The big question that arises from this hill figure is why was it constructed? Theories range from it being a tribal emblem, a territory marker, a commemorative symbol of King Alfred's triumphs over the Danes, a Celtic symbol of the goddess Epona, who protected horses. The horse-goddess Epona was worshipped by the Celts in Gaul, and she had a counterpart in Britain, Rhiannon. The horse could have been cut by the worshippers of the sun god Belinos or Belenus, who was associated with horses. Maybe that is why the original carvers wanted it to look best when viewed from above. The horse could have been cut so that their god above could see the figure. Many local people believe the image to be of a dragon, because the site is so near to Dragon Hill where St. George is reputed to have slew the dragon that once was supposed to have terrorized the area. Whether the figure is intended to represent a horse, or some other creature instead, has been debated, but we do know that it has been called a horse since at least medieval times. A cartulary of the Abbey of Abingdon from between 1072 and 1084 refers to "the place commonly known as the White Horse Hill". Whatever is the true reason for the original carving of the figure may never be known. Only the figure itself, knows itís real meaning, as it continues itís mysterious vigil. To see more about the White Horse of Uffington, visit these web sites:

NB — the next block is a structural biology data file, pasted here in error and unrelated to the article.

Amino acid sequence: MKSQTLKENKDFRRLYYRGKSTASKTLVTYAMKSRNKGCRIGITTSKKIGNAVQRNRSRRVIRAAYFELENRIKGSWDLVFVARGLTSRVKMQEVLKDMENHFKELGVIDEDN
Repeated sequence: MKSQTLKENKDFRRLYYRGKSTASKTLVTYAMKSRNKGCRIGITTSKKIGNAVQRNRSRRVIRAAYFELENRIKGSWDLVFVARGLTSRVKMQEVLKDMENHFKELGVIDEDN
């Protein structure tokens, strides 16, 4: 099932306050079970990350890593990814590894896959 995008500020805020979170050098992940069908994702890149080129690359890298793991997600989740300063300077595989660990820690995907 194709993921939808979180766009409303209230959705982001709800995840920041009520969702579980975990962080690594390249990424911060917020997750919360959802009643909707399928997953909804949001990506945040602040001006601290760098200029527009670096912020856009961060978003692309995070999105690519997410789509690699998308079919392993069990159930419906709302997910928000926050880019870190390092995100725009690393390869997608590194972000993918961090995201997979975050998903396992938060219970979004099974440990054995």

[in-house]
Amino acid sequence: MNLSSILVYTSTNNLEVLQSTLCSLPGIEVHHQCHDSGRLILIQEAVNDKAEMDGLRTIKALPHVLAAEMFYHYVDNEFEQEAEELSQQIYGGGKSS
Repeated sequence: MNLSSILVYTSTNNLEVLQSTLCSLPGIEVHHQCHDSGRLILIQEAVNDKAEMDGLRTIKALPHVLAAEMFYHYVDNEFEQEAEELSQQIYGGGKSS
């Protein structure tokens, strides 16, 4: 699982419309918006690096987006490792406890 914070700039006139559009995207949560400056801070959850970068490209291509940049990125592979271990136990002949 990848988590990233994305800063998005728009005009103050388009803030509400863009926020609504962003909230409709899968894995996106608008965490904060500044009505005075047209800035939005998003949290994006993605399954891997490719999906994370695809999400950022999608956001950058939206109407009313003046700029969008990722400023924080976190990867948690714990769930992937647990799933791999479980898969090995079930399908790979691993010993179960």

http://itotd.com/index.alt?ArticleID=157
http://www.britainexpress.com/counties/oxfordshire/ancient/uffington.htm
http://www.wiltshirewhitehorses.org.uk/uffington.html
http://www.hows.org.uk/personal/hillfigs/uff/uffing.htm
http://www.folklegend.com/article1020.html
http://www.tourist-information-uk.com/white-horse.htm
http://www.ashbury.fsnet.co.uk/uffington_white_horse.html
http://myhome.shinbiro.com/~kbyon/earth/horse.htm